GNEP turns to the world27 May 2009
The USA has stopped funding of some domestic Global Nuclear Energy Partnership initiatives, partly out of concern for nuclear proliferation. But at the same time, GNEP is becoming more popular outside the USA. By Will Dalrymple
The US Department of Energy has admitted that it has cancelled many aspects of the Global Nuclear Energy Partnership. In an 15 April statement, DoE deputy press secretary Jen Stutsman said: “The Department has already decided not to continue the domestic GNEP programme of the last administration. The long-term fuel cycle research and development programme will continue but not the near-term deployment of recycling facilities or fast reactors.”
In a speech at the IAEA International Ministerial Conference on Nuclear Energy in Beijing on 20 April, US ambassador to China Gregory Schulte explained the decision.
“Looking towards the future, our Department of Energy is currently restructuring its fuel cycle activities, which were previously focused on the near-term deployment of recycling processes and advanced reactor designs, into a long-term, science-based, research and development programme focused on the technical challenges associated with managing the back end of the fuel cycle. These challenges will be thoroughly vetted and resolved as we explore long-term solutions for management and disposition of our spent nuclear fuel.” (NEI understands that more details of the agency’s new plan will emerge in its FY2010 budget request within a month).
GNEP’s emphasis on spent fuel reprocessing has come under fire because of the inherent risks of nuclear proliferation in the process. The programme has also been vulnerable to funding cuts from the US Congress.
The cancellation would appear to most affect the projects of the four industry consortia who submitted proposals for spent fuel recycling and fast reactors in 2008 (although NEI has not received confirmation of this fact). The consortia are: EnergySolutions (which includes the Shaw Group, Westinghouse Electric and others), GE-Hitachi Nuclear Americas, General Atomics and the International Nuclear Recycling Alliance led by Areva and Mitsubishi Heavy Industries.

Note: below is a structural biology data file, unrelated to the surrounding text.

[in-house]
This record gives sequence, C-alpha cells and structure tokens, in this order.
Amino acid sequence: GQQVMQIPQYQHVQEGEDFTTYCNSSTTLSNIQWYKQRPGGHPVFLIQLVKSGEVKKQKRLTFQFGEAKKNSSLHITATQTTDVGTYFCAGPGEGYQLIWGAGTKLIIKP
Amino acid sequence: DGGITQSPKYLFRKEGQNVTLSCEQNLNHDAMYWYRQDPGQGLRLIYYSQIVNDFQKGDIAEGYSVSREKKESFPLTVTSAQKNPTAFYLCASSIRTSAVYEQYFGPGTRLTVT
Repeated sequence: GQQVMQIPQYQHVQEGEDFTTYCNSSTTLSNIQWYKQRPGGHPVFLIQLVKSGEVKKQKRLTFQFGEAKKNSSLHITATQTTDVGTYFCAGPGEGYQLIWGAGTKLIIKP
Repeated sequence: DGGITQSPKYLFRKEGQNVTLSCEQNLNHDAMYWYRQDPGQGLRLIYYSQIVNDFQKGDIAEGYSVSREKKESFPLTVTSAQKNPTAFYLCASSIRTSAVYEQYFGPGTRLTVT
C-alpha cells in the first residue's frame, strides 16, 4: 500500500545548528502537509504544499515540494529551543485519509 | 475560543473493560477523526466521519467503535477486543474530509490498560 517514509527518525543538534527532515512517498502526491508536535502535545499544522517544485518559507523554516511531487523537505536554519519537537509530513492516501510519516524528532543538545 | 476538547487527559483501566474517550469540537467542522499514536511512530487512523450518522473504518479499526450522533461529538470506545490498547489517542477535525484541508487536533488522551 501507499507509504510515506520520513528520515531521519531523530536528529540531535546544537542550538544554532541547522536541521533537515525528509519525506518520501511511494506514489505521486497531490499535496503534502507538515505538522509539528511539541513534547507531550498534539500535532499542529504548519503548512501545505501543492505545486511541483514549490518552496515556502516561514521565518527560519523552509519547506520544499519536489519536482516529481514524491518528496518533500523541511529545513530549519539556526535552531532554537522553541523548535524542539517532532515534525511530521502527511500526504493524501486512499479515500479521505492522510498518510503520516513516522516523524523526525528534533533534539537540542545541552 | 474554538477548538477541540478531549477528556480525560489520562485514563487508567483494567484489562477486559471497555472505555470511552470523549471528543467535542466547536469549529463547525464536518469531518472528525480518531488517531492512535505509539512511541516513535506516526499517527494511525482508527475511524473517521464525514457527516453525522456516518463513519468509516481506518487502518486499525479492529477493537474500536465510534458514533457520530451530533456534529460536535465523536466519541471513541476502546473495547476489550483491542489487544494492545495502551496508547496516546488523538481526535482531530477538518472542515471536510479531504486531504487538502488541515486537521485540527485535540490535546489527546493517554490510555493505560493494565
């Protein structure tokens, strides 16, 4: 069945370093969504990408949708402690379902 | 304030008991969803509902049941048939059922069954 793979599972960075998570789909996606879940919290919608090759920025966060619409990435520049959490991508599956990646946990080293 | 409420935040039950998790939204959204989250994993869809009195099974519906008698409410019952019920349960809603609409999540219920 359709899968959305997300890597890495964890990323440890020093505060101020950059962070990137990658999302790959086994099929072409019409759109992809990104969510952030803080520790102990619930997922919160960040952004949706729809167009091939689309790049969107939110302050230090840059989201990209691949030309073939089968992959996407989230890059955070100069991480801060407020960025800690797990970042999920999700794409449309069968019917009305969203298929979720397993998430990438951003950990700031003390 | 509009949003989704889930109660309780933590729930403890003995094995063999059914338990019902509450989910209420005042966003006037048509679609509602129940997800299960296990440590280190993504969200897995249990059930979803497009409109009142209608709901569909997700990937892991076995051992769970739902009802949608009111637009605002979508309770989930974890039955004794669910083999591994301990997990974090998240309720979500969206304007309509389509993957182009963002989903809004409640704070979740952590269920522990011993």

The cancellation probably also affects the US national laboratories working on the GNEP Technology Demonstration programme, although NEI has not been able to confirm this either. In 2006, the GNEP-TD programme had three elements: an engineering demonstration of the UREX+1A process, an advanced burner test reactor demonstration, and a so-called ‘advanced fuel cycle facility’ research lab.
Another GNEP domestic programme, the Advanced Fuel Cycle Initiative, may not survive unscathed. Its short-term projects support the work of the industry consortia: working to develop and demonstrate fuel cycle technologies for treatment of commercial light water reactor spent fuel and spent fuel recycling plan. These might not survive. But it has longer-term projects as well, supporting fuel technology development for the Generation IV programme, and ultimately reducing the total amount of high-level waste intended for a geological repository.